Life Is Strange tells the story of two teen girls and their loving relationship. It features a colorful cast of queer characters and iconic moments. Its prequel, Life Is Strange: Before the Stormdelved even deeper into these queer concepts. Telling the tale of two teen girls falling in love and how their lives were impacted by it, the game is heralded as one of the most overt queer stories ever told in gaming history. Its critical and financial success was a signal to major studio developers that queer stories could be told, at no cost to the success of their game.

For the first time in games history,  a major studio developer in 2018 featured its main protagonist as an openly queer character. At the E3 games convention in Los Angeles, developer Naughty Dog unveiled its new trailer for their upcoming game The Last Of Us Part II. It showed Ellie give a kiss to her girlfriend in front of the entire games industry and its community, something that would be unheard of a few years ago. Naughty Dog featured Ellie in the first The Last Of Us in 2013 as a second lead non-playable character. Her sexuality was not touched upon until a downloadable story, Left Behind, was released that featured Ellie in her early teen years exploring a relationship with her friend Riley. 

Screenshot of Last of Us Part II. Image courtesy of Naughty Dog.

The Last Of Us would go on to become not only one of the most financially successful PlayStation games ever released, but win over 200 game of the year awards and become known as one of the greatest video games ever created.

Neil Druckmann, writer and director of The Last Of Us and The Last Of Us Part II, offers his insight into how he wrote and developed the character Ellie. “When I was writing [The Last Of Us] I was writing it with the idea that Ellie was gay,” Druckmann said in an interview with GayGamer.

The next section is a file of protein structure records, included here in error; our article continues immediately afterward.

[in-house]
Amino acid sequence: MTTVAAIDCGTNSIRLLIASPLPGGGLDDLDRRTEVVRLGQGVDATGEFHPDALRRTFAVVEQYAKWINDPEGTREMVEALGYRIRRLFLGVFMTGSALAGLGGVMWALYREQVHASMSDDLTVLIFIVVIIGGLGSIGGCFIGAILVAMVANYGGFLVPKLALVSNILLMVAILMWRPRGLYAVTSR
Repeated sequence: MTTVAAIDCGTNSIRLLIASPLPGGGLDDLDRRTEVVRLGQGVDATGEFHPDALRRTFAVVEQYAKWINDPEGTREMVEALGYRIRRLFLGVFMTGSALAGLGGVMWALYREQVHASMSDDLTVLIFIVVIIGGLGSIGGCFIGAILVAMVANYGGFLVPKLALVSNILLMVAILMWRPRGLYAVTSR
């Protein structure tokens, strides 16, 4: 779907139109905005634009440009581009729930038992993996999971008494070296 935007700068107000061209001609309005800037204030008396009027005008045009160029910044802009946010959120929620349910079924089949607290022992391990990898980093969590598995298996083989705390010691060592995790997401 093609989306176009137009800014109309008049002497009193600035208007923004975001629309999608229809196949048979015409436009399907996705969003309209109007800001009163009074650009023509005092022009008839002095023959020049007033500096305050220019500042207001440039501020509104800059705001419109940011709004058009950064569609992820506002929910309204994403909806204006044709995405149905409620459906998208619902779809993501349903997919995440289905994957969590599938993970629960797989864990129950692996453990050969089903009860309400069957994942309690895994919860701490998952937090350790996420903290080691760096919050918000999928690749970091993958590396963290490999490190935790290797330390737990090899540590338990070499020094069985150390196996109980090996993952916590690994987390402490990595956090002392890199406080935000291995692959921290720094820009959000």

Druckmann wanted to avoid the topic of her sexuality in the first game in an effort to let players get to know her as a person first, then reveal her sexuality in Left Behind at which point it would be harder for people to reject her.

Druckmann said he consulted with several colleagues who are gay to assist in accurately portraying a queer experience and avoid committing any offense.

Queer stories are being told in increasing numbers in the games industry. The success of several games has withered away the fear of these stories harming sales. These stories offer insight into identity. They can inspire and motivate people to look at things a different way and possibly rethink outdated beliefs. We must encourage more to be told, but also ensure the stories themselves do queer people justice and don’t reinforce generalizations and stereotypes.

Games like Gone Home, Life Is Strange and The Last Of Us offer interactive experiences to engage with a perspective that many people may be ill informed on. Through games, we can simply tell a story. Our story. No matter your sexuality we all have interesting stories to tell that can move people, make them laugh and inspire them.

Queer people have long been excluded from telling our stories in games, but the winds of change are pointing to a very bright future that one could even call colorful.